|Right Tolerance||8.4 ± 3.4||6.7 ± 2.9||1.7||.12|
Abbreviation/Symbol: SD = Standard Deviation; Significant mean differences and p values are bolded.
Effect of Gender on self-reported Pain-Disability and Comorbidity status (n=44).
|Variables||Male, Mean ± SD||Female, Mean ± SD||Mean Difference (Female-Male)||p Value|
|Short Form of the McGill Pain Questionnaire|
|Sensory Pain Rating Index (0-33)||8.8 ± 5.9||11.1 ± 5.9||2.26||.29|
|Affective Pain Rating Index (0-12)||1.8 ± 1.39||2 ± 1.8||.23||.75|
|Total Pain Rating Index (0-45)||10.6 ± 6.9||13 ± 6.9||2.4||.34|
|Present Pain Intensity-Visual Analog Scale (0-10)||4.4 ± 1.5||4.6 ± 2.1||.15||.83|
|Evaluative overall intensity of total pain experience (0-5)||2.1 ± 0.6||2.3 ± 0.9||.23||.46|
|Disability and Comorbidity|
|Neck Disability Index (in %)||17.4 ± 9||35 ± 17.6||18.5||.003|
|Comorbidity Status (0-39)||2.4 ± 2.3||4.5 ± 2.7||2.1||.03|
Abbreviation/Symbol: SD, Standard Deviation; Significant mean differences and p values are bolded.
This study provided preliminary evidence suggesting that both pain threshold and tolerance affect pain-disability, as indicated by medium to large size bivariate correlations. The impact of PPS was further evident in multivariate modeling where individual PPS (at four test locations) explained 25 to 28% of neck disability. Conversely, when age, gender and comorbidity were entered into multivariate models, although higher R2’s were not achieved, comorbidity was the primary determinant of pain-disability. This suggests that the role of comorbidity in pain-related disability may partially be related to the extent to which it sensitizes the pain-neurophysiology of the individual.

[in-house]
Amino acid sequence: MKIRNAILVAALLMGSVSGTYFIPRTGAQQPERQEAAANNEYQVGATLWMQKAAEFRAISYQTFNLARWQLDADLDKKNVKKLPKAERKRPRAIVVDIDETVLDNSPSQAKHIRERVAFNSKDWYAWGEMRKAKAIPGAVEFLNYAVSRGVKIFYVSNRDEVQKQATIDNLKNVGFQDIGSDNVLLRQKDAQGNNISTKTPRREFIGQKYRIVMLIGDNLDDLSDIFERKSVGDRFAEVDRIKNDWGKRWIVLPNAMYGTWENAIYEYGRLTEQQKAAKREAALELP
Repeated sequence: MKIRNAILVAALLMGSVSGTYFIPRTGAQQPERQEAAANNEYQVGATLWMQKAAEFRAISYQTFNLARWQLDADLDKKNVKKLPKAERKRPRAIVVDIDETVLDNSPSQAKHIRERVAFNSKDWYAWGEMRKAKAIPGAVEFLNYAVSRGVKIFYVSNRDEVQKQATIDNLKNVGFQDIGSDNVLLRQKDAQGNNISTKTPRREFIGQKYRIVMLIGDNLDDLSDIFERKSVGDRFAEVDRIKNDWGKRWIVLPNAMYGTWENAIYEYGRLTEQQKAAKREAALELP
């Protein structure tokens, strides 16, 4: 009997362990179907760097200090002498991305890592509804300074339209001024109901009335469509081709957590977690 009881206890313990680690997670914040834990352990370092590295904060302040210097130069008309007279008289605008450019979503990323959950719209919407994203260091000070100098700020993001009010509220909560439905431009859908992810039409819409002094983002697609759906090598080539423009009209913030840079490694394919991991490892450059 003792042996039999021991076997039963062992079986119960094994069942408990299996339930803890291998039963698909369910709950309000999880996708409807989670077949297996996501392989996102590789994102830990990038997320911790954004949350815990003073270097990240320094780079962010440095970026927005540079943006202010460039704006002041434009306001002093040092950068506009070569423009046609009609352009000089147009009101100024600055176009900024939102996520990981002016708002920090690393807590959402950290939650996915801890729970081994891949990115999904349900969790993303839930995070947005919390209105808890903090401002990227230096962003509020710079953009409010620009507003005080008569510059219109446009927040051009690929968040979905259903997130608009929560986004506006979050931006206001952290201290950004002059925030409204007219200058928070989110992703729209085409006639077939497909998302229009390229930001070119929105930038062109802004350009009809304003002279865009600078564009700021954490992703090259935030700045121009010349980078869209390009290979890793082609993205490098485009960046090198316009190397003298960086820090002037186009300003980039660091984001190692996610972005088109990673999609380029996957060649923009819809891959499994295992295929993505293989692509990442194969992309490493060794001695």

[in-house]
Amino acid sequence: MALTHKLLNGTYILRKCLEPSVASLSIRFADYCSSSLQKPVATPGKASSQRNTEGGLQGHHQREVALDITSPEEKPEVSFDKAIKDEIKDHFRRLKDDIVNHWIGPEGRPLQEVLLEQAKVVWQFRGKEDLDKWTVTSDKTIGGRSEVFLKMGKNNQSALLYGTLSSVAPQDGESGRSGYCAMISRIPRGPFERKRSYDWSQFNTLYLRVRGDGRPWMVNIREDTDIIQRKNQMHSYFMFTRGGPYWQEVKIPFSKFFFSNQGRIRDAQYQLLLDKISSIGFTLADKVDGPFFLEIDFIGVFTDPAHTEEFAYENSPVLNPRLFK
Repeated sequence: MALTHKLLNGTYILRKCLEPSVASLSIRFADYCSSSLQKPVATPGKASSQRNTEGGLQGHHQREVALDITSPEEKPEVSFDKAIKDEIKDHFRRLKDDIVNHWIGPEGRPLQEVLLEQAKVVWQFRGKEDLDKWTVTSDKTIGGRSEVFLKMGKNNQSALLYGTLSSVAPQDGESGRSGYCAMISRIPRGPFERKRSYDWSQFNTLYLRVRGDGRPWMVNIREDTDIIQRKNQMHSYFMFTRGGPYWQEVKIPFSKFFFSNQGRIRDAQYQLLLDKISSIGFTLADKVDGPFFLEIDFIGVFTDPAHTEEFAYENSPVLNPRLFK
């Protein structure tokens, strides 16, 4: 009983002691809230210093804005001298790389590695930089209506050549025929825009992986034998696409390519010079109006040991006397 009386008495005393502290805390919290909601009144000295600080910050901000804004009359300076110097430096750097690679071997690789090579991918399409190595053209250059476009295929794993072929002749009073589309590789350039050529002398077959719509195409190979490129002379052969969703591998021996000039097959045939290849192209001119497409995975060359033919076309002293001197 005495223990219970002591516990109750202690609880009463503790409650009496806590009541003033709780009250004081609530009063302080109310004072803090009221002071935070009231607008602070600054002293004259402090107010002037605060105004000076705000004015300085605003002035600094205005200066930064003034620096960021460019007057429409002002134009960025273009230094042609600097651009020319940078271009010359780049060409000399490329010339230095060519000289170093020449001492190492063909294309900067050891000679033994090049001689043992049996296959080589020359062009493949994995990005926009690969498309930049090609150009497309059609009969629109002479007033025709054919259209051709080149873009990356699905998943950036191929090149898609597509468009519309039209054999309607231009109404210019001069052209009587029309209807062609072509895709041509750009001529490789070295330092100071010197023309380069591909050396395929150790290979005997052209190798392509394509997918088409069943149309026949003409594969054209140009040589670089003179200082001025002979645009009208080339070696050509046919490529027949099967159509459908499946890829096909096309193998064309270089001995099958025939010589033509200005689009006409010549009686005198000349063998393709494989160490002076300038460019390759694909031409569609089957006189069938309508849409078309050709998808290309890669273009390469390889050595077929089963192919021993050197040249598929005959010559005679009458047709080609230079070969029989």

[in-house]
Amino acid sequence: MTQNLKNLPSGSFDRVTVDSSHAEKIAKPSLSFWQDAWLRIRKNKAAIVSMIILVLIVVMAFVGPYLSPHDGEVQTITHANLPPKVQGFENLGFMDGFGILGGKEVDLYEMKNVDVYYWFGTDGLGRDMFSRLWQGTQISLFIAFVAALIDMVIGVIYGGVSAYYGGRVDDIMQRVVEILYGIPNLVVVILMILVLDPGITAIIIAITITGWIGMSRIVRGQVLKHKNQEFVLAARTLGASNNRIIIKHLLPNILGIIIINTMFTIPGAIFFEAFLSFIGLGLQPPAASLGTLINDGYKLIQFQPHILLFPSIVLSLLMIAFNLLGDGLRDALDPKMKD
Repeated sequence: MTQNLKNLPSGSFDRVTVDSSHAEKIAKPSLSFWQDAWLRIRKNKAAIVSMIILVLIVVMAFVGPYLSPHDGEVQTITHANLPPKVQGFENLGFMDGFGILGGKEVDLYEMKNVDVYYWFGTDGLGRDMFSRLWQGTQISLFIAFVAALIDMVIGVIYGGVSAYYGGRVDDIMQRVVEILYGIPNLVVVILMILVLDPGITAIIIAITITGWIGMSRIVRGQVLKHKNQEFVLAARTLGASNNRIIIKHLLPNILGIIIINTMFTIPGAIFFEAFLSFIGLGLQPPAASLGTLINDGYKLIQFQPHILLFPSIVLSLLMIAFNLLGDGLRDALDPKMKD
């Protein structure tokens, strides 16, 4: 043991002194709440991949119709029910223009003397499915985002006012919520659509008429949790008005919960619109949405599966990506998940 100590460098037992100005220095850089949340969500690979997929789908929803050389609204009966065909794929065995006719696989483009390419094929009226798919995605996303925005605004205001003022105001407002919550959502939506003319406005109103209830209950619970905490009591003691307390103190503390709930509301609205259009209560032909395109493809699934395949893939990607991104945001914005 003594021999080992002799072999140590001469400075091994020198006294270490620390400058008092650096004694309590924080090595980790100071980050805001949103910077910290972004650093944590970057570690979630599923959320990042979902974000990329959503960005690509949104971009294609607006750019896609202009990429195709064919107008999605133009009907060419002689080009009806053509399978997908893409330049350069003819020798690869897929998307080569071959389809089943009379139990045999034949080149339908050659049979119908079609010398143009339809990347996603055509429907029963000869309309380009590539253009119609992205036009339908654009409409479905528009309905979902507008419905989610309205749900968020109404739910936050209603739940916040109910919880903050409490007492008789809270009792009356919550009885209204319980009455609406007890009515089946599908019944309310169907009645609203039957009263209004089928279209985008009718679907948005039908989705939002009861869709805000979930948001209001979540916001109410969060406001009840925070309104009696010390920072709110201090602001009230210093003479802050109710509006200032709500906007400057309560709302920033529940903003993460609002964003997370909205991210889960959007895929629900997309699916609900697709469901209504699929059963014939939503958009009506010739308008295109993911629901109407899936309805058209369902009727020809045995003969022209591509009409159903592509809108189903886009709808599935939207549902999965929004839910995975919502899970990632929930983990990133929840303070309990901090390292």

Male participants demonstrated higher pain threshold and tolerance. However, gender was not associated with differences in pain dimensions when multivariate modeling was considered. Previous studies found that pressure pain threshold was lower in women than men [59,60]. Moreover, it was demonstrated that self reported NP was higher among women than men [4,5]. Our study suggested that pressure pain tolerance was also gender dependent. Gender was acknowledged as an important consideration in NP conditions because of differences in prevalence of different NP conditions by gender. The prevalence and incidence of NP is higher in females than males . Furthermore, gender differences in pain threshold and tolerance was well accepted [66,67]. This study also demonstrated that PPS measures (threshold and tolerance) was more sensitive (lower threshold and tolerance) in females. Females also had more pain-related disability and comorbid health conditions. As gender influences the PPS scores obtained, multivariate models should be powered sufficiently to allow for separate modeling of males and females to identify the true impact of PPS on outcomes or, at minimum, sufficient power to allow for gender interactions to be tested. The relatively small sample precluded testing interactions between PPS and other variables in a gender specific analysis.